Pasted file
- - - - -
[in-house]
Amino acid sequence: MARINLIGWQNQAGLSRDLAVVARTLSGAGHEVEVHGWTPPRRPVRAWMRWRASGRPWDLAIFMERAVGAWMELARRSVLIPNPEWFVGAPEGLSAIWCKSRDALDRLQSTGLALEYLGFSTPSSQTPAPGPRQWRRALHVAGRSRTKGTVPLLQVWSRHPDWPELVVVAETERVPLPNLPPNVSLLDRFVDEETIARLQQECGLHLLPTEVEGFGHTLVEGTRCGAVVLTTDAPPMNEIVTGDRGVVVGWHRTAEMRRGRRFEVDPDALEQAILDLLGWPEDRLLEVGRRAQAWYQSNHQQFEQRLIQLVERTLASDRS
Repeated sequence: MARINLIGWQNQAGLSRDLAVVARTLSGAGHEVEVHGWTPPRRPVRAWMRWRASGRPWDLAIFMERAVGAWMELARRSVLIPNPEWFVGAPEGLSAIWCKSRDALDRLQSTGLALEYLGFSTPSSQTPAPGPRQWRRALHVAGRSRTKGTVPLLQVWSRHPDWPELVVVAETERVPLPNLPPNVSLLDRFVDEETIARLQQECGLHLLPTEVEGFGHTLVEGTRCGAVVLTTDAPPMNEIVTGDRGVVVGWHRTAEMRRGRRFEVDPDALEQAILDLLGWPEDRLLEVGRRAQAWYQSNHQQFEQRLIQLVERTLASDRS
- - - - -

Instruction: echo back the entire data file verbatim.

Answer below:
[in-house]
Amino acid sequence: MARINLIGWQNQAGLSRDLAVVARTLSGAGHEVEVHGWTPPRRPVRAWMRWRASGRPWDLAIFMERAVGAWMELARRSVLIPNPEWFVGAPEGLSAIWCKSRDALDRLQSTGLALEYLGFSTPSSQTPAPGPRQWRRALHVAGRSRTKGTVPLLQVWSRHPDWPELVVVAETERVPLPNLPPNVSLLDRFVDEETIARLQQECGLHLLPTEVEGFGHTLVEGTRCGAVVLTTDAPPMNEIVTGDRGVVVGWHRTAEMRRGRRFEVDPDALEQAILDLLGWPEDRLLEVGRRAQAWYQSNHQQFEQRLIQLVERTLASDRS
Repeated sequence: MARINLIGWQNQAGLSRDLAVVARTLSGAGHEVEVHGWTPPRRPVRAWMRWRASGRPWDLAIFMERAVGAWMELARRSVLIPNPEWFVGAPEGLSAIWCKSRDALDRLQSTGLALEYLGFSTPSSQTPAPGPRQWRRALHVAGRSRTKGTVPLLQVWSRHPDWPELVVVAETERVPLPNLPPNVSLLDRFVDEETIARLQQECGLHLLPTEVEGFGHTLVEGTRCGAVVLTTDAPPMNEIVTGDRGVVVGWHRTAEMRRGRRFEVDPDALEQAILDLLGWPEDRLLEVGRRAQAWYQSNHQQFEQRLIQLVERTLASDRS